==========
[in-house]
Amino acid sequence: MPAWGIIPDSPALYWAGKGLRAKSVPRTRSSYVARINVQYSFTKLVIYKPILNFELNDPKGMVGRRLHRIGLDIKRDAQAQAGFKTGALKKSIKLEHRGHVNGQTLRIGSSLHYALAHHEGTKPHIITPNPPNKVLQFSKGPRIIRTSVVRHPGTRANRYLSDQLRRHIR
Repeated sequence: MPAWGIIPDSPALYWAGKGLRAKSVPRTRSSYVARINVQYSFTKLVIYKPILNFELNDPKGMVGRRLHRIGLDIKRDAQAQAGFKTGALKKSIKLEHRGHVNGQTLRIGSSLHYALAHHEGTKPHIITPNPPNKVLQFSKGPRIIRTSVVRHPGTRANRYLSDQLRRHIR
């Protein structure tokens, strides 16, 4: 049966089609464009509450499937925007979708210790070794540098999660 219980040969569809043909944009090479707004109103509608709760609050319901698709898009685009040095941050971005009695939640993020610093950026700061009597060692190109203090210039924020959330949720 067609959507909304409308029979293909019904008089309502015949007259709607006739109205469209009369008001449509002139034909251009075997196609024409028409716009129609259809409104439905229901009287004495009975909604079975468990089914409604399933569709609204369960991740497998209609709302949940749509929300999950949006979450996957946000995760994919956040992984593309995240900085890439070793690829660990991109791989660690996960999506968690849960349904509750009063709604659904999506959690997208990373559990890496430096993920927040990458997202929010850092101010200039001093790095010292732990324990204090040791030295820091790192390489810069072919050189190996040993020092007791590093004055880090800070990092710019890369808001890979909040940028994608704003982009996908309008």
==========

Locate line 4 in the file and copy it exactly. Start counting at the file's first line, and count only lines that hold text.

């Protein structure tokens, strides 16, 4: 049966089609464009509450499937925007979708210790070794540098999660 219980040969569809043909944009090479707004109103509608709760609050319901698709898009685009040095941050971005009695939640993020610093950026700061009597060692190109203090210039924020959330949720 067609959507909304409308029979293909019904008089309502015949007259709607006739109205469209009369008001449509002139034909251009075997196609024409028409716009129609259809409104439905229901009287004495009975909604079975468990089914409604399933569709609204369960991740497998209609709302949940749509929300999950949006979450996957946000995760994919956040992984593309995240900085890439070793690829660990991109791989660690996960999506968690849960349904509750009063709604659904999506959690997208990373559990890496430096993920927040990458997202929010850092101010200039001093790095010292732990324990204090040791030295820091790192390489810069072919050189190996040993020092007791590093004055880090800070990092710019890369808001890979909040940028994608704003982009996908309008």